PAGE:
A San Diego business owner and CEO is skeptical that the city government’s plan to convert four hotels into shelters for the homeless will produce lasting results.
“They’re just trying to liberate a little bit of the population and keep them out of the public eye so they can be re-elected,” Kate Monroe told Fox News. “They don’t really get to the bottom of the problem.”
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The San Diego Housing Commission announced plans in April to purchase three Extended Stay America Suites for a total of nearly $158 million to house more than 400 homeless people. In mid-May, the commission agreed to seek $18 million in state funding to purchase a fourth hotel, a 63-room Ramada Inn in the city’s Midway District.
Factoring in the remodeling costs of adding kitchens and other upgrades, the commission says the unit cost of the plan is nearly $400,000 The San Diego Union Tribune.
“They’re almost ready to move into, and that’s certainly a reasonable price to have a small apartment, put something into it, make it a little bit nicer and give hundreds and hundreds of people a place to live,” homeless attorney Michael McConnell told FOX 5 in April.
But Monroe said the housing first approach will only work for a small portion of the homeless population “desperate to find work”.
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“It doesn’t work well for people who are mentally ill and take drugs,” she said. “It’s a huge mistake on our part to think that we’re going to get them off the streets and that just because they’re in a hotel room, magically, they’ll be free of drugs, alcohol or mental illness.”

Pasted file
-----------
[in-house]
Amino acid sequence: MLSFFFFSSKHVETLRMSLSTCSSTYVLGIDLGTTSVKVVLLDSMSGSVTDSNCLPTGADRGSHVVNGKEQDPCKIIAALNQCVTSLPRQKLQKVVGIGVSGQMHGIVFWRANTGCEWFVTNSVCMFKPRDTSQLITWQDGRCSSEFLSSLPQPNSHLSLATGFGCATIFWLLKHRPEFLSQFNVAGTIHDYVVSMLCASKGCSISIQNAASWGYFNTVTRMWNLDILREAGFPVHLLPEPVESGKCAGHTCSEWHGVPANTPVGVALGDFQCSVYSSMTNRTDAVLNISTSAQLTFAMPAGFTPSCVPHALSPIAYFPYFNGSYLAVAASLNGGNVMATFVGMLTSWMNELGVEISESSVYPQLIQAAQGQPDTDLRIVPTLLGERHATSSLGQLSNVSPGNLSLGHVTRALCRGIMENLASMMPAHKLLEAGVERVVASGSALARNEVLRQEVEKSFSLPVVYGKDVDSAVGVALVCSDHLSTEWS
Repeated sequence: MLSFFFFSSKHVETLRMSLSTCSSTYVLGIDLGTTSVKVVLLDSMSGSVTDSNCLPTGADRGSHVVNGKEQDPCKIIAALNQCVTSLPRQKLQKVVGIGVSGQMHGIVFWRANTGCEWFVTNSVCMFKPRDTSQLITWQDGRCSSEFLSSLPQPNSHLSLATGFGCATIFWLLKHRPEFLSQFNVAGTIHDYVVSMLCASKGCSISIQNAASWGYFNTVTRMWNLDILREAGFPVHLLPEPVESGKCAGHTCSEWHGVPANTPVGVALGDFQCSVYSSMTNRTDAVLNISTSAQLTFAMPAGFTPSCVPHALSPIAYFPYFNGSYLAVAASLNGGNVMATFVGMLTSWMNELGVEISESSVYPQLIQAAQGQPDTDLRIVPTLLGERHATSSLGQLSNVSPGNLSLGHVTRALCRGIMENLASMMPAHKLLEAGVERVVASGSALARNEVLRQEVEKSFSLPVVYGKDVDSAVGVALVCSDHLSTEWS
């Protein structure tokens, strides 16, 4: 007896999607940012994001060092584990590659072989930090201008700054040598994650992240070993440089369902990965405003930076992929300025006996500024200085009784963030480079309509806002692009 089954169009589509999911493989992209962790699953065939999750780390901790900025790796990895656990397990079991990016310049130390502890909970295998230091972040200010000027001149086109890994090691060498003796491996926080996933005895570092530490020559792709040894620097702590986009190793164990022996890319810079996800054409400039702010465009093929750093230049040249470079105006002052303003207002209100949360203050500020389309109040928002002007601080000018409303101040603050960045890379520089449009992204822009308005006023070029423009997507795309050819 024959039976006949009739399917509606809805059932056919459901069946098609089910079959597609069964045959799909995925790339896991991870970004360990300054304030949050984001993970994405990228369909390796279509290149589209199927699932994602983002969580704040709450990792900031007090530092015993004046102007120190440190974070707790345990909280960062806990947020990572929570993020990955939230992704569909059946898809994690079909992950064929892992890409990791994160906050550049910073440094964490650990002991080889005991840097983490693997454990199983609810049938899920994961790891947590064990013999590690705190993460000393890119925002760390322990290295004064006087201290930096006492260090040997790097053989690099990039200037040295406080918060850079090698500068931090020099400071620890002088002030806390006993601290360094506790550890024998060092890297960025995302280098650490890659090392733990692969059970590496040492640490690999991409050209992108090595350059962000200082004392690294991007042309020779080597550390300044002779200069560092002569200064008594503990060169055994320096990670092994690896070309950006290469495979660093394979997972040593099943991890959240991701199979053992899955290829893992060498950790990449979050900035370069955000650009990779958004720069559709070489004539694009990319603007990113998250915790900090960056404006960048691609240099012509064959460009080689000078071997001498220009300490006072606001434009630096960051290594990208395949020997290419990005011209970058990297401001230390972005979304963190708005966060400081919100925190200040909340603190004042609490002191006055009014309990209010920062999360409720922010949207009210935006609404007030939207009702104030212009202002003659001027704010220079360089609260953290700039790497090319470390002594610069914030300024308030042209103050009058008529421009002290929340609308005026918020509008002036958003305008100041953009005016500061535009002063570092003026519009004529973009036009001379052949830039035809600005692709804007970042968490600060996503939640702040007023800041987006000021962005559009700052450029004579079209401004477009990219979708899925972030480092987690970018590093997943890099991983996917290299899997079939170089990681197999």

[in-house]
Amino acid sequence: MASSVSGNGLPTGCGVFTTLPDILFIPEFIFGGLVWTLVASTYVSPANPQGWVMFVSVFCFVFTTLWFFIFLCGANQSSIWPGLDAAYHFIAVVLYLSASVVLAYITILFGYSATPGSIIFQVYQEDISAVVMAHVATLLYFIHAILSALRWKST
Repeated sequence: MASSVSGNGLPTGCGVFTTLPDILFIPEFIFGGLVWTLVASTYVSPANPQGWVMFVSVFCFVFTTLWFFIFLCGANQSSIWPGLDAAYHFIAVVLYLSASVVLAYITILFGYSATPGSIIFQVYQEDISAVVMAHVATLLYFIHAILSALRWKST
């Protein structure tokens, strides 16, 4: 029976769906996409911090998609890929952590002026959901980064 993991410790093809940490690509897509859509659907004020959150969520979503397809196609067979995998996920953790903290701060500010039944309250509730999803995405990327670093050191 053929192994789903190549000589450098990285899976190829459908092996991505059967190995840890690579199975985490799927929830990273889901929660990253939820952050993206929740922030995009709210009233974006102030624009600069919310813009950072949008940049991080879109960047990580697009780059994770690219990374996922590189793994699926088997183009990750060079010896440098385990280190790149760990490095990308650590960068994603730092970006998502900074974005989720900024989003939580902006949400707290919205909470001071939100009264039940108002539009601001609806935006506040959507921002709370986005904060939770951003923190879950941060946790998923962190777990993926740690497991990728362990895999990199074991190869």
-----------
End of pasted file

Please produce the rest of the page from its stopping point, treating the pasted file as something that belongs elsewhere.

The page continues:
Monroe is the CEO of VetComm, a San Diego company that works with veterans to process claims from the Department of Veterans Affairs, and its nonprofit arm House the Heroes, which helps homeless veterans receive disability compensation and transition to housing. She said if San Diego’s approach to the homeless crisis “was run like a company and it went bankrupt, it wouldn’t get any money.”
“It would be done. Your plan has failed. Now it’s time for a new plan,” she said. “That’s not how homeless welfare works. They get more money and more money and more money, and when they solve the homeless problem, the money goes away.”
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According to the city, nearly 2,000 people were living outside the city in April, the highest in more than 10 years Downtown San Diego Partnership.
As homelessness has risen nationwide, California leaders have proposed a variety of housing options. In March, Gov. Gavin Newsom pledged to spend around $30 million to build 1,200 tiny homes across the state. Los Angeles has been increasing spending on homelessness programs for years — Mayor Karen Bass recently requested a record $1.3 billion to help deal with the crisis — but the number of homeless people has only increased.
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Big cities “like to bring in a lot of money and don’t let a lot of money flow out because they employ a lot of infrastructure people,” Monroe said. “They have all these programs that are supposed to help, although ultimately they don’t really make a difference.”
To hear more from Monroe, click here.